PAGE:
Partner Lauren Novak was quoted on how employers handle employees who wear masks or other attire expressing support for the Black Lives Matter movement.
Employers that ban those types of personal statements to avoid conflict face legal ramifications of restricting certain forms of expression, bad publicity, and low employee morale.
“This is definitely a challenge employers are going to face, if not now it is likely they will face it in future,” Lauren said, adding that employers should consider whether employees are wearing Black Lives Matter masks to protest racially discriminatory working conditions, which could be considered a protected activity under the National Labor Relations Act.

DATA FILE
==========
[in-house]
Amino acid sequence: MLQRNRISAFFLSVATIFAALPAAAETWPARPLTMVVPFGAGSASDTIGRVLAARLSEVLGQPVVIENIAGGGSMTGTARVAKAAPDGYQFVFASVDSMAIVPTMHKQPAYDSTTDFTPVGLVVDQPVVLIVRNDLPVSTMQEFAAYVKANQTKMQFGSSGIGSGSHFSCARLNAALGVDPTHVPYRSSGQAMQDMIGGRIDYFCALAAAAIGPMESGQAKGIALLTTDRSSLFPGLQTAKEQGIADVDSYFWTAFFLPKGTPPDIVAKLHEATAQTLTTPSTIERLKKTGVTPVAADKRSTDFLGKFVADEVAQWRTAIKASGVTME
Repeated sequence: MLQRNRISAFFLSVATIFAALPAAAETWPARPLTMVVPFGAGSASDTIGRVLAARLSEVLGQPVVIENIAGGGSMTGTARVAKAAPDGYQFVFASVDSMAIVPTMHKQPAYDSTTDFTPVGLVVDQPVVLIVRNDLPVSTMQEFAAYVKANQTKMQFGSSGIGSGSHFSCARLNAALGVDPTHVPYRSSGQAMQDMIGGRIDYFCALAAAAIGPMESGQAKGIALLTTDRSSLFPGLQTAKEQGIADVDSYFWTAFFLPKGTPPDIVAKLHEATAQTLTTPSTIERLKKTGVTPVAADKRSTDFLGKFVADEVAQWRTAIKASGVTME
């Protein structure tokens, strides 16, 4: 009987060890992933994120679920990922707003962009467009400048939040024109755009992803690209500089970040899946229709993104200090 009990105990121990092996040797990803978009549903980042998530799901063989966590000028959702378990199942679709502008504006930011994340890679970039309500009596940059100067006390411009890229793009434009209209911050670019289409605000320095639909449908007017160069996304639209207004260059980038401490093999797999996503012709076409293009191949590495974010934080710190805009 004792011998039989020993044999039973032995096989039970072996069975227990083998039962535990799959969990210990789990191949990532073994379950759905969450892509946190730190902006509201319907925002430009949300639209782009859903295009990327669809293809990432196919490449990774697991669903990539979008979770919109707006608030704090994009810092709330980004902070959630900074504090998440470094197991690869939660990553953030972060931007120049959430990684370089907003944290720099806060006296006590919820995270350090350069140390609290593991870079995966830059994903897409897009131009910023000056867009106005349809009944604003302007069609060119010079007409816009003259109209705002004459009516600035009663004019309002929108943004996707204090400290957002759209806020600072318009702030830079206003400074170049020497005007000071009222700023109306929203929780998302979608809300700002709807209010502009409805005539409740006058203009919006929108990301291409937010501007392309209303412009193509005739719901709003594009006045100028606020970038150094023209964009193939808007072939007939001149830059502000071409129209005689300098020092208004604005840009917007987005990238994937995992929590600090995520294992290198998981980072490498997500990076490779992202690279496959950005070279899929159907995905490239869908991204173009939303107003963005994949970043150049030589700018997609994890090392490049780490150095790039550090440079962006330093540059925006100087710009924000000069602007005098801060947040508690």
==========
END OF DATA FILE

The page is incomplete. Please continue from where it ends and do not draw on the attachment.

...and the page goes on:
Lauren explained that a central concern for employers is whether allowing employees to wear Black Lives Matter apparel would provoke other employees to don All Lives Matter, Blue Lives Matter, or other potentially divisive slogans. Employers have to decide whether they will take a position on those viewpoints.
“I think most employers would allow Black Lives Matter masks but they fear what other employees might wear to disturb the workplace,” Lauren said. “So by creating a neutral policy it eliminates people wearing masks that are clearly offensive.”
She added that for smaller employers not receiving public attention may consider a dress code prohibiting all forms of expression, but companies in the public eye may struggle to stay neutral if they are accused of failing to support their Black employees.
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